There are the fictional fictions in Calvino's If on a Winter's Night a Traveler. There is the fictional encyclopedia, which refers to the fictional Uqbar, in Borge's wonderful story with the funny names in the title. And now, in that great tradition, there is the fictional non-fiction of Marco Knauff. The book in question is Notes To 'The Book of Supplemental Diagrams' for Marco Knauff's Universe, Vol. 1: Principle Features (from Ravenna Press). The book purports to be translated from the Dutch by Norman Lock, and while Dutch does exist, the translation, as such, doesn't. Lock made it up, the suggestion that it was originally in Dutch and that this is the English translation.
Lock also made up Marco Knauff, his Universe, and the notes to The Book of Supplemental Diagrams. Volume 1 is a nonfiction within the fiction (and so are Volumes 2-6). There is a fictional "Translator's Foreword," a fictional biography and photograph of Marco Knauff, a fictional original title page, a fictional "Inventory of Diagrams." What I am trying to say is that the fiction is elaborate and that we should be thankful for the fiction, for the elaborateness of it, and for Norman Lock for creating it. The only problem is that Ravenna Press has only printed one hundred of these handsome little books, which will undoubtedly lead to difficulty in acquiring a copy, which will undoubtedly lead to the question of whether the book that this review is purporting to review does truly exist or is a fiction itself. [RavennaPress.com; or, Ravenna Press, PO Box 127, Edmonds, WA 98020; Standard Price: $10.50 includes S/H]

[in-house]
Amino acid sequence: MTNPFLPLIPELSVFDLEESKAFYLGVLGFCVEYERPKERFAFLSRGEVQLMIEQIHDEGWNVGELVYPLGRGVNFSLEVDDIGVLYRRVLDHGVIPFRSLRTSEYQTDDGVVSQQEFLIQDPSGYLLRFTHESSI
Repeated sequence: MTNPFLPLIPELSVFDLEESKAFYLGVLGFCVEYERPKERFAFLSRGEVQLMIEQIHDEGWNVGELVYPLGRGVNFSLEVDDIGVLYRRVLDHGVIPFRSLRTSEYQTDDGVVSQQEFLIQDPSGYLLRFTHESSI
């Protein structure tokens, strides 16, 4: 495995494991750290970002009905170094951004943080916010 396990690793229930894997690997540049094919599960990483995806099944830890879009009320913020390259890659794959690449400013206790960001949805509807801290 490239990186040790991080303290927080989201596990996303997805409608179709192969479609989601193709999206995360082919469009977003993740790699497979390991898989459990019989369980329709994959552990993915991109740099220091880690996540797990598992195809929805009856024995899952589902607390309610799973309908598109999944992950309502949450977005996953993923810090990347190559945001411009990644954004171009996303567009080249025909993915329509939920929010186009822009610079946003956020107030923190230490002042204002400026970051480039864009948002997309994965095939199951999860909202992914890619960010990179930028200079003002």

Originally published in the late lamented Taint.